I know that Sherlock Holmes was/is a fictional character. It seems silly that I feel as if I’ve just seen a bio-picture on an actual historical man. There’s nothing of the fantastic here, and Sherlock Holmes has never been more human. Mr. Holmes makes you believe. There isn’t much more that any film can do. I’ve seen the movie twice now. After attending a press screening I paid to see it again and share it with my wife for her birthday. I do that rarely, these days (pay for movies, that is). I already want to see it again. I could have never imagined that anyone could deliver a new perspective on Sherlock Holmes, and I have a very good imagination. Not as good, it seems, as the team on Mr. Holmes. This is as perfect a movie as I’ve seen in some time. Do I still believe that no one going forward could put a unique spin on Holmes? It seems whatever direction the character goes in the future this performance will have a lasting influence. “Always leaves a trace”.
“You wanna see something cool?”
If you’re old enough to remember audio tape, you might be old enough to remember Memorex. If you remember Memorex, you should recall their popular slogan: “Is it live or is it Memorex?”. Of course, the idea was that the tape quality was so good you couldn’t distinguish it from the real thing. What if robotics and artificial intelligence reached that same plateau? The point where you could not tell the difference between an actual human being and an artificial one. The threshold is determined by something called a Turing test. And that’s exactly what writer/director Alex Garland presents you the audience with in Ex Machina. The question is, did it pass?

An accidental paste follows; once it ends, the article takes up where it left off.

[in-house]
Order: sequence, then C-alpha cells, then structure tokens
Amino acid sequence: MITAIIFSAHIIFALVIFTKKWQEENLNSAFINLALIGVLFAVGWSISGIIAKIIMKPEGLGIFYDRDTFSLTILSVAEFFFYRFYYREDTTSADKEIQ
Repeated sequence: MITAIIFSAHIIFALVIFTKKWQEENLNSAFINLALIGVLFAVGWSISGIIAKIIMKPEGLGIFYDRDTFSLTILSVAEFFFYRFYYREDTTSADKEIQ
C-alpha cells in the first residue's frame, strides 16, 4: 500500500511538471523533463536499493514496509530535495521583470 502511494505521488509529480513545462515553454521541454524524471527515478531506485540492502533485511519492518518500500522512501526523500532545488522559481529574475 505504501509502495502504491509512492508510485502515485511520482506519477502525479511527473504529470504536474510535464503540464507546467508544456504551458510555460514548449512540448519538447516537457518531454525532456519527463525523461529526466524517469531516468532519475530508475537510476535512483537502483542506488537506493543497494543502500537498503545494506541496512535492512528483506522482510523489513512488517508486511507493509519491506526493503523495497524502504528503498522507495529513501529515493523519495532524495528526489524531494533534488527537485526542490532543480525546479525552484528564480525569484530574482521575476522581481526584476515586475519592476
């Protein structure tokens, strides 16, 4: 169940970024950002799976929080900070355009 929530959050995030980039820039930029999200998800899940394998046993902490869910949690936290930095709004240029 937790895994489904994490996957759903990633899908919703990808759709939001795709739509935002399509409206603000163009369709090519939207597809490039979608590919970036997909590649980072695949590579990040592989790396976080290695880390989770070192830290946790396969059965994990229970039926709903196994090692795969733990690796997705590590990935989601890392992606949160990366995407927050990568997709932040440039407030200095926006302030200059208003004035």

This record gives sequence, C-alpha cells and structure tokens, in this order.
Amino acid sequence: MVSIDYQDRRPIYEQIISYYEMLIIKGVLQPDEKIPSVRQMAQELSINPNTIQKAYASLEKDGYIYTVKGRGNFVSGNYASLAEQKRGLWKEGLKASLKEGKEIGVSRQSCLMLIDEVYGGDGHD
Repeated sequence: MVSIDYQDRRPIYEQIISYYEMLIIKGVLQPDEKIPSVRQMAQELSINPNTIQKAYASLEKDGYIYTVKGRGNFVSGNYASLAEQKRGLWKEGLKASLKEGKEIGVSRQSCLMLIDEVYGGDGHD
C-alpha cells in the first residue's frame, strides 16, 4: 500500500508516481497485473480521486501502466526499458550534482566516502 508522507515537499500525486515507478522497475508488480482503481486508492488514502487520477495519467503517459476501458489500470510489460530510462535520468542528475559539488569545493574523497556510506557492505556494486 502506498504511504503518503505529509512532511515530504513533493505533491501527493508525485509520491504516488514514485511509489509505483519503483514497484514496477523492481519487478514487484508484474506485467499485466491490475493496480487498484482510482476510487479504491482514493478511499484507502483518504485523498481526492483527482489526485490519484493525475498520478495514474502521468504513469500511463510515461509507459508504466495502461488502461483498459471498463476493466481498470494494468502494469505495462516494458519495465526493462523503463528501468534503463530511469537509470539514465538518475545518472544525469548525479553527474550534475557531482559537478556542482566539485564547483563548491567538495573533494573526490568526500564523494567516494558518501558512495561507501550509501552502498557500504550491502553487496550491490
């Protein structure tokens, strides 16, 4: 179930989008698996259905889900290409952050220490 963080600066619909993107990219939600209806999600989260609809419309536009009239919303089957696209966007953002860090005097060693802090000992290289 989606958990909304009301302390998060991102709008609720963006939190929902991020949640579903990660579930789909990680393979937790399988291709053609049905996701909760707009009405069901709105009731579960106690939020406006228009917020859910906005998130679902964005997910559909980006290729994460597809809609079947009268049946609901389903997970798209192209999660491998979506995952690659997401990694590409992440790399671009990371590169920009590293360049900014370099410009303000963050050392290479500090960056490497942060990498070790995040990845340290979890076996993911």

Like most films, it all begins with the cast. Most people likely know Domhnall Gleeson from his role of Bill Weasley on the Harry Potter films. I fell in love with his talent in About Time. There was a film filled with atmosphere and emotion. Apparently, it’s the kind of film Domhnall is particularly adept at. This is another performance where nuance in the performance is the difference between an OK performance and a captivating one. Then you place him opposite the young Alicia Vikander as the android Ava. It’s another crucial decision that will make or break the film. It’s good that Garland found an actress who was not terribly well known but had the kind of skills that will make her well known in the future. She has to sell this performance with just the right kind of movement that flows naturally enough to convince you of her human ability, but awkward just to the point of keeping the action realistic enough. She has a dance background, which must have helped immensely, because even the simplest of gestures or movement here had to be just so. It’s a choreographed performance, but it can never feel choreographed. Vikander pulls it off flawlessly. Casting the unrecognizable Oscar Isaac as the enigmatic Nathan fills the trio nicely. His character remains a bit of a mystery. Is he really this incredibly cruel person, or is it an act intended to manipulate events to their rather obscure conclusion? I’m still not sure, and I think that’s how it was intended.